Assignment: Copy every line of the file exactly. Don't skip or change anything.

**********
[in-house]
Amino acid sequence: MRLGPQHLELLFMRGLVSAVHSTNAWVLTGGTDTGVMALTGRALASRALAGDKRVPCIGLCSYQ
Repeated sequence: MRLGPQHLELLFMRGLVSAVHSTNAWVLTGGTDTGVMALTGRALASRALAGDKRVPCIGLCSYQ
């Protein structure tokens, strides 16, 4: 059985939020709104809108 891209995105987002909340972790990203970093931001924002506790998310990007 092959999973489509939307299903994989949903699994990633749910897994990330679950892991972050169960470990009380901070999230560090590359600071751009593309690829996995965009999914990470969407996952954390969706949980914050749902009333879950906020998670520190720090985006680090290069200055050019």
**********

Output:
[in-house]
Amino acid sequence: MRLGPQHLELLFMRGLVSAVHSTNAWVLTGGTDTGVMALTGRALASRALAGDKRVPCIGLCSYQ
Repeated sequence: MRLGPQHLELLFMRGLVSAVHSTNAWVLTGGTDTGVMALTGRALASRALAGDKRVPCIGLCSYQ
């Protein structure tokens, strides 16, 4: 059985939020709104809108 891209995105987002909340972790990203970093931001924002506790998310990007 092959999973489509939307299903994989949903699994990633749910897994990330679950892991972050169960470990009380901070999230560090590359600071751009593309690829996995965009999914990470969407996952954390969706949980914050749902009333879950906020998670520190720090985006680090290069200055050019």